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Arriva: Inspiring Women in Transport

“If we showcase more female workers breaking the stereotype, then seeing is believing.”

Victory at Euro 2022 last summer turned the England football squad into household names and inspired us to name some of our buses after the women who brought football home.

Closer to home we wanted to celebrate our very own game-changers, highlighting the positive changes in the transport sector for women over the last decade and putting the spotlight on the inspiring women who make a difference each and every day.

At Arriva, we’re really proud of the women who literally drive our business every day who care passionately about connecting communities. They are unstoppable and their influence is rising in Arriva and in the wider transport industry.

These women contribute to our mission to connect people and communities safely, reliably and sustainably and to deliver our services in a better way every day. By increasing visibility and showing everybody that they can do this we want to encourage more people, whatever their gender identity, to join us and lead our diverse and highly-skilled teams.

We have two excellent examples based here on Merseyside, whose contributions make a real difference, motivating others around and them, living Arriva’s values and passionately paving their own way – all while lifting up others and setting examples for the next generation.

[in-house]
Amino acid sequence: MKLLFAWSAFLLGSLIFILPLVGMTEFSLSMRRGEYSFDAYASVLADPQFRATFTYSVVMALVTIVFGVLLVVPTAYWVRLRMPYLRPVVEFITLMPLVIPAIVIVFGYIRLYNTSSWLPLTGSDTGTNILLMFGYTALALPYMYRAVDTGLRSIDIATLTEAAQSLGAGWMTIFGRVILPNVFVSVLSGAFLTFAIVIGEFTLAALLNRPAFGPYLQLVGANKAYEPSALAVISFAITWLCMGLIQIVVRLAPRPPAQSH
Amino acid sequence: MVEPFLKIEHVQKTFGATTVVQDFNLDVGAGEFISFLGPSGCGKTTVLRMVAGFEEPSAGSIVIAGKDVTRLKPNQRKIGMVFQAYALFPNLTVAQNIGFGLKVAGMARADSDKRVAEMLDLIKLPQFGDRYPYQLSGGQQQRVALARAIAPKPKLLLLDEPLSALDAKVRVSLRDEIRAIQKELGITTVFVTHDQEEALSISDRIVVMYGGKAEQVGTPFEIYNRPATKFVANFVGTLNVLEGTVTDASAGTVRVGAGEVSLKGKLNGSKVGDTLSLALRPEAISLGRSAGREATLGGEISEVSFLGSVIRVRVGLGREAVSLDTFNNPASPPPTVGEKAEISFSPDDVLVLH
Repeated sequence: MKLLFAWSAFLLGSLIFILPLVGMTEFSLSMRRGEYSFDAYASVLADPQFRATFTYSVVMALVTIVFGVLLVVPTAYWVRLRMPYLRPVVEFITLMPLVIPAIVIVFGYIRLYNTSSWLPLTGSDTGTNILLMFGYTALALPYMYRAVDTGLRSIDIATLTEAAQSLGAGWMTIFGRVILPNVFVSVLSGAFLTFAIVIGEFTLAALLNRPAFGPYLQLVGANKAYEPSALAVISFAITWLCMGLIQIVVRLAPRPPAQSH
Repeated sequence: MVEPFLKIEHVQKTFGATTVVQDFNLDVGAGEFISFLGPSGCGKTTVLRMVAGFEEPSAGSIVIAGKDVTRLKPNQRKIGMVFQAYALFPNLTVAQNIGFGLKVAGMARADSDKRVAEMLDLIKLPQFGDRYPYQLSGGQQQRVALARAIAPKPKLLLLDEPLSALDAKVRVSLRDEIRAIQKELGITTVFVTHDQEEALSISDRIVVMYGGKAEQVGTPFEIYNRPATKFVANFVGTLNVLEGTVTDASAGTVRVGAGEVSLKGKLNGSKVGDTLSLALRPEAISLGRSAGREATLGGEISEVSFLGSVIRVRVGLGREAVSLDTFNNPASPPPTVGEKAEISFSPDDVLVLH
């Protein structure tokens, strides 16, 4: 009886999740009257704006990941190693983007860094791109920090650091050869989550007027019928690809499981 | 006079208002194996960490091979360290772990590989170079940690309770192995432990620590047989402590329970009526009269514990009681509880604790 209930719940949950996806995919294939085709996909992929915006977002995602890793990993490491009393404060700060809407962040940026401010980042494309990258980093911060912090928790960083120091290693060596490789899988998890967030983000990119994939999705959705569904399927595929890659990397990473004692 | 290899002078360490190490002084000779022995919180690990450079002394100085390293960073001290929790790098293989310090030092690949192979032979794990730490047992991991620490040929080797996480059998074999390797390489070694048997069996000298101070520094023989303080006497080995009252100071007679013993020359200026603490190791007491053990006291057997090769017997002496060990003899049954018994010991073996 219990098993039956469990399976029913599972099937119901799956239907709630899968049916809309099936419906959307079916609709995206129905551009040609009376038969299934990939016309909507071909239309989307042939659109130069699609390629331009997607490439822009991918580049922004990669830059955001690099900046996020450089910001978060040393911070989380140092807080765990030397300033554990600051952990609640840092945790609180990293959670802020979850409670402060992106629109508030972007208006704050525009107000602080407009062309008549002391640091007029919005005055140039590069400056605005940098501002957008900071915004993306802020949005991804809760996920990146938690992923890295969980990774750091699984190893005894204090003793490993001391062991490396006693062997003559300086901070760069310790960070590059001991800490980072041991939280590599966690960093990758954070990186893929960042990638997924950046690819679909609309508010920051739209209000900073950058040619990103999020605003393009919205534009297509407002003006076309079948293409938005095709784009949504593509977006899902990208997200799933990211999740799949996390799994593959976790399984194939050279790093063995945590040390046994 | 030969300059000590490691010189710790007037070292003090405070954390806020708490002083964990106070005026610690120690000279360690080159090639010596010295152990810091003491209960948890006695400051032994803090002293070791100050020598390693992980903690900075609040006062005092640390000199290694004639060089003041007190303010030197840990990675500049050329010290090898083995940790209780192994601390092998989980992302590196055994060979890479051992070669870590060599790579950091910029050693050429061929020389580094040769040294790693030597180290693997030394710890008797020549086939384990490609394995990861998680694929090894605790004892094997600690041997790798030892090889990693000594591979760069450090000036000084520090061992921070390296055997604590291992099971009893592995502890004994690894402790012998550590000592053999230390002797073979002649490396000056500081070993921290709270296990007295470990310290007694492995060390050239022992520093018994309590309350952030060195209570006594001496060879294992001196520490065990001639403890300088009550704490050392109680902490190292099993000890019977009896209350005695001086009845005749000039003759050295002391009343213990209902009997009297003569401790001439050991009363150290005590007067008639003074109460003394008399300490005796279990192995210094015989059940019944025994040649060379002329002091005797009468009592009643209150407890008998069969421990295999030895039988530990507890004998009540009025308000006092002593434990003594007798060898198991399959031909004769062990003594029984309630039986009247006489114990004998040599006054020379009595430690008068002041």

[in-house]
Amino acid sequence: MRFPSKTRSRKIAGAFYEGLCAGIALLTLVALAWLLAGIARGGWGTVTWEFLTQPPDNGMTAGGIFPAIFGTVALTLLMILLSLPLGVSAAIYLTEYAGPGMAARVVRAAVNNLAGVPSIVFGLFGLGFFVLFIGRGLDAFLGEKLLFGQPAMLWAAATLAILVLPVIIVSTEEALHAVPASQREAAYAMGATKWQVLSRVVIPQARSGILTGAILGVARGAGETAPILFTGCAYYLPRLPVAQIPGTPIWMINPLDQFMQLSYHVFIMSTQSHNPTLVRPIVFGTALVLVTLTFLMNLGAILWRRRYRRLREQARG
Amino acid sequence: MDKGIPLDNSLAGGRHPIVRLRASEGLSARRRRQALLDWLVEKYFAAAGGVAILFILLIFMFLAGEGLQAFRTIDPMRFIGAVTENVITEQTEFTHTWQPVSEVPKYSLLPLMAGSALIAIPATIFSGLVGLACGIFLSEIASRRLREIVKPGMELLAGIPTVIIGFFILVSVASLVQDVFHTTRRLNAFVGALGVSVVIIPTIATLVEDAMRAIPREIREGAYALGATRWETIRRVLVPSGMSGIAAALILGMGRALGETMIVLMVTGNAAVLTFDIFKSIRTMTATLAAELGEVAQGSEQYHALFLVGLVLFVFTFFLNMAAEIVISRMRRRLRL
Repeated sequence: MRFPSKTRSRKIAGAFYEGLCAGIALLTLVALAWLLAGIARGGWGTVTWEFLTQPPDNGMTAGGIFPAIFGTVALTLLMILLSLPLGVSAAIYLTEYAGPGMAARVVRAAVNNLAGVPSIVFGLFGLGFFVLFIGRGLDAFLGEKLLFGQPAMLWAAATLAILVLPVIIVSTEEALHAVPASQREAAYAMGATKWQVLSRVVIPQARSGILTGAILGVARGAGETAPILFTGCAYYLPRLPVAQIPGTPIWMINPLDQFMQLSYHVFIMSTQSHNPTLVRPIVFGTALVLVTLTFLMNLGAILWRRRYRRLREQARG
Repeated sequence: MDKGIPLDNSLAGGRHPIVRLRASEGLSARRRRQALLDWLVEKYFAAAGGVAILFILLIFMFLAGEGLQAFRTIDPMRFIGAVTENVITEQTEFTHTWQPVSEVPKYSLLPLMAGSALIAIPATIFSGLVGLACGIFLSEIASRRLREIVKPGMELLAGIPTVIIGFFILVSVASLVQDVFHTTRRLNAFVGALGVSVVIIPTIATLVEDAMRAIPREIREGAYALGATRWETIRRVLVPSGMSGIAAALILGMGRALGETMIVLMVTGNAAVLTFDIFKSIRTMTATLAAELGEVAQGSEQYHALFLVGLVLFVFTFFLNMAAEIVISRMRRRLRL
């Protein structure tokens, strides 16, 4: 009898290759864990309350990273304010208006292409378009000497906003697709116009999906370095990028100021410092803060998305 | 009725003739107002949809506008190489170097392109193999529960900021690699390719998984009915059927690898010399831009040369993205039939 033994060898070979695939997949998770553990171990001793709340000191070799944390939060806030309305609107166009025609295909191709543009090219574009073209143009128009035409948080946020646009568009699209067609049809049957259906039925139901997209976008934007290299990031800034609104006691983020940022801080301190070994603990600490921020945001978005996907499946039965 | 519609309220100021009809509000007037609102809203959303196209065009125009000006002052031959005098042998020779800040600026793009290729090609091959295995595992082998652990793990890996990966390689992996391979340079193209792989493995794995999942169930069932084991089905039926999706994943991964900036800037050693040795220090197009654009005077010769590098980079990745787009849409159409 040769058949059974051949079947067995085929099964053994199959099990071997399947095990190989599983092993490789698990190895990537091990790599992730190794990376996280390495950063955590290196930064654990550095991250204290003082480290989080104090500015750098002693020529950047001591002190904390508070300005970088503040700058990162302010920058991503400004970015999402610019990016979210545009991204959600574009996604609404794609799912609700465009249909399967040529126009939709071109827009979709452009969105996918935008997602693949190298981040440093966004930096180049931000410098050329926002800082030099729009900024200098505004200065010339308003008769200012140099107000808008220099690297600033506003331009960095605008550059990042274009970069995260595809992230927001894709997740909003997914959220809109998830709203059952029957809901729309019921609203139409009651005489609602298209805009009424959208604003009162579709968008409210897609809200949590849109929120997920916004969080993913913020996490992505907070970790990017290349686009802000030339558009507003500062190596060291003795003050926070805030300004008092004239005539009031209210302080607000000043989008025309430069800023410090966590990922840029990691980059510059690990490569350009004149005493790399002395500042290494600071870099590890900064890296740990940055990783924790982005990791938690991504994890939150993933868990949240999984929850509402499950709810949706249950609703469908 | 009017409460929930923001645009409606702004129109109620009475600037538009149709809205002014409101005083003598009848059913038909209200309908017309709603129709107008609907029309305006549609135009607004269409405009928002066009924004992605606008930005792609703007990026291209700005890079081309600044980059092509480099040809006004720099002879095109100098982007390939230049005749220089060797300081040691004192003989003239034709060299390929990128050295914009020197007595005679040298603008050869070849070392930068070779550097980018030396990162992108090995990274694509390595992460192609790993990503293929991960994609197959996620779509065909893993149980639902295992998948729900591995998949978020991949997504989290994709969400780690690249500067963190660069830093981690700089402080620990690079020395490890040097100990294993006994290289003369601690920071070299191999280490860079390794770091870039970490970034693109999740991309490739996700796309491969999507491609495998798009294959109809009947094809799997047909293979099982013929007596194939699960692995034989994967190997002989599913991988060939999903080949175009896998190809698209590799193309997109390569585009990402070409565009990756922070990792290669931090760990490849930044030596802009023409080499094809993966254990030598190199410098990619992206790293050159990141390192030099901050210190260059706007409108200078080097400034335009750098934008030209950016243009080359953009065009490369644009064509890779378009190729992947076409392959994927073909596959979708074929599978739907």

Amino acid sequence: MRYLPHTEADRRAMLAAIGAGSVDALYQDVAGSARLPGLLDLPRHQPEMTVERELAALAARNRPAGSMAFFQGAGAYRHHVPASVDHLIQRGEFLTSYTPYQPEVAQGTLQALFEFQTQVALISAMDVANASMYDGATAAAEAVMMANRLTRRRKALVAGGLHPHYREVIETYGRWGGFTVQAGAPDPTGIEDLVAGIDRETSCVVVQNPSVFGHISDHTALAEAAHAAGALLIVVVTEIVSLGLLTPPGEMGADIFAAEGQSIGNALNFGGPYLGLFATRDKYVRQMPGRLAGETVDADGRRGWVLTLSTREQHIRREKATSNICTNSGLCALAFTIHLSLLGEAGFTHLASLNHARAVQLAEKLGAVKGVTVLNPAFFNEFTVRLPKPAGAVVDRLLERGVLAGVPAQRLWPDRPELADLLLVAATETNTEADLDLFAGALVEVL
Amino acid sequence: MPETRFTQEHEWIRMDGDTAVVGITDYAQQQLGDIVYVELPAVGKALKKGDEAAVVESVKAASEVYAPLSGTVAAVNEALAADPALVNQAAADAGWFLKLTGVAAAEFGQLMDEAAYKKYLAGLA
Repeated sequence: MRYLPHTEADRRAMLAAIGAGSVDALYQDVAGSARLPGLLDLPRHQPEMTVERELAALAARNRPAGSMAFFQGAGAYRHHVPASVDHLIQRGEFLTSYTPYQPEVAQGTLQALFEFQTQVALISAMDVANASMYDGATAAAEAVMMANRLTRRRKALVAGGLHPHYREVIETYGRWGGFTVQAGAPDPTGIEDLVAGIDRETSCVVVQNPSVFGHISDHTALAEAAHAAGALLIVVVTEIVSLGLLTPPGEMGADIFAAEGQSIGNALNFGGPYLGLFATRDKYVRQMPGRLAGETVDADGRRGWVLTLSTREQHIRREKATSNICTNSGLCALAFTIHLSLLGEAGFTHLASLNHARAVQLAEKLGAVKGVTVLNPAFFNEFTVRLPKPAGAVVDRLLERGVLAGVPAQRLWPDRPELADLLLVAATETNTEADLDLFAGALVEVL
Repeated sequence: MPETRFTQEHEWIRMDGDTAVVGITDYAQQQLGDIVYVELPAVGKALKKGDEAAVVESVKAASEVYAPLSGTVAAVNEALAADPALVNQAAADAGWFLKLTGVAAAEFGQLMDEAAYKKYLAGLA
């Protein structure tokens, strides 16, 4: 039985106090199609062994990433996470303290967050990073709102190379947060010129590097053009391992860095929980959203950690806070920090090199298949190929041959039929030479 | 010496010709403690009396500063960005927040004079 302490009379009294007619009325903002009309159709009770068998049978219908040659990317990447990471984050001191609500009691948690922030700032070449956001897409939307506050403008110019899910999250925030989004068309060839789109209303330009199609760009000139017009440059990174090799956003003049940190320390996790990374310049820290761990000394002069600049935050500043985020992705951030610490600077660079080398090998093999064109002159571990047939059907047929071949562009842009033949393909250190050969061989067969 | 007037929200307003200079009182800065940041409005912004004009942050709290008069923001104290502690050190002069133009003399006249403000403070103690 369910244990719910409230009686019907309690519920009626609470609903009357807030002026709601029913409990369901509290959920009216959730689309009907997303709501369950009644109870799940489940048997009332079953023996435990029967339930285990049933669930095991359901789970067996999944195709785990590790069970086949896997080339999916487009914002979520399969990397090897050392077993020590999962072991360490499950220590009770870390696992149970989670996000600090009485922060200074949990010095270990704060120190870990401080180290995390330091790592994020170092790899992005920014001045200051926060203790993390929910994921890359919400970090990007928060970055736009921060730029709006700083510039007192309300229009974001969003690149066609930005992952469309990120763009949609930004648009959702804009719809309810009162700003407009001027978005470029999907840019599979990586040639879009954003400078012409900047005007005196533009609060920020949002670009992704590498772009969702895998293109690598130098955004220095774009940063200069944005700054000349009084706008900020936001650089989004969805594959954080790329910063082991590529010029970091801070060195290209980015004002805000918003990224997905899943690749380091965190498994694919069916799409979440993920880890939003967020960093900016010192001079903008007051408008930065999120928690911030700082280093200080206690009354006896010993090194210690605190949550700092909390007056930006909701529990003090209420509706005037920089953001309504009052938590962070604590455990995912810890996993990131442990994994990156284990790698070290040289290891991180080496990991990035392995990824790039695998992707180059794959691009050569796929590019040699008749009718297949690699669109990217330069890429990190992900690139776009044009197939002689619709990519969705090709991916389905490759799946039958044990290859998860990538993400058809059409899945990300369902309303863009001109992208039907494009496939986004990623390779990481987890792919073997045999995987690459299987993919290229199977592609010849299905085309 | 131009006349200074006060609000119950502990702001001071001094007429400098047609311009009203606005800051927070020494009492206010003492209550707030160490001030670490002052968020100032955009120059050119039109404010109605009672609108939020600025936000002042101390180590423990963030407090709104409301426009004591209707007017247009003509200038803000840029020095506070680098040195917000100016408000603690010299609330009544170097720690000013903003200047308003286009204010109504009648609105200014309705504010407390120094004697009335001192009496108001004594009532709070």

Kirsty Mower, 36, is based in St Helens, Merseyside. For just over two years, she has been a duty manager, a bus driver and MyDrive champion and mentor. MyDrive is the technology which allows drivers to ensure smooth and sustainable journeys.

Kirsty said she loves helping people get to the important things in their lives and working with a diverse team at the depot.

She said:

“The challenge has been stereotypes. When I first started as a bus driver, a lot of people – even friends and family – didn’t think I’d be suited to the job.

“There was a huge amount of pressure in the early months, lots of “Have they let you drive? Do they let you drive double deckers?”

“I’ve worked hard to prove myself and taken opportunities for new roles within Arriva.

“I’m inspired by the prospect of career development and the challenge of breaking stereotypes. Before I joined Arriva, I worked on site employed by another company, cleaning the buses. I used to see our female drivers each day and think to myself: “I can do that”. I had limited myself for such a long time. Seeing other women do it day in and out inspired me to take the jump.

“I haven’t looked back. I’ve grown as a person and have more confidence in myself as a woman now than ever before. I feel empowered by my job.

“If we showcase more female workers breaking the stereotype, then seeing is believing. Some women may be holding themselves back through fear of inequality.”

Kirsty Garbutt, 31, is based in Birkenhead, Wirral. For just over a year, she has been a duty manager, and before that was a bus driver for five years.

She said was inspired to join the bus industry by her dad, who is now one of her drivers.

Kirsty said:

“I feel I always put 110% effort into my job and I feel I’ve shown a young female can do just as good a job as a male in this industry, both driving buses and running the depot.

“It’s important we get the point of view of females in this industry for others to see.

“As much as I like to prove to others I can do this job, I love it more that I continue to prove to myself I can do it and I am successful.

“We need to continue proving that women belong in this industry and let our voices be heard about our experience, our jobs and our belief”.